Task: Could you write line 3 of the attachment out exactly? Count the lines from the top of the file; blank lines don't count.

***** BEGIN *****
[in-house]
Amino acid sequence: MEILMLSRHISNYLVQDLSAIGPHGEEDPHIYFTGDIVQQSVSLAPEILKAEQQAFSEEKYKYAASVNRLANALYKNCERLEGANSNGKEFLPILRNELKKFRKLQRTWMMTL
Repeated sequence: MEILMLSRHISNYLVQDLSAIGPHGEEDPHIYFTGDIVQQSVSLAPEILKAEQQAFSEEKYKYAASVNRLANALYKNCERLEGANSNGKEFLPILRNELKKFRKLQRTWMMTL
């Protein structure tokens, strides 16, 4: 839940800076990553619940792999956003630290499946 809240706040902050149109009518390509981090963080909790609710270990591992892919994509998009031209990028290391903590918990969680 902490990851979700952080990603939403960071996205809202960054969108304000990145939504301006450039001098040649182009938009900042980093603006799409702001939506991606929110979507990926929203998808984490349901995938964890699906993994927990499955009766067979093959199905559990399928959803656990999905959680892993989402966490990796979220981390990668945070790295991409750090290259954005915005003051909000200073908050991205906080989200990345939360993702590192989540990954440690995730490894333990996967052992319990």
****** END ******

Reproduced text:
Repeated sequence: MEILMLSRHISNYLVQDLSAIGPHGEEDPHIYFTGDIVQQSVSLAPEILKAEQQAFSEEKYKYAASVNRLANALYKNCERLEGANSNGKEFLPILRNELKKFRKLQRTWMMTL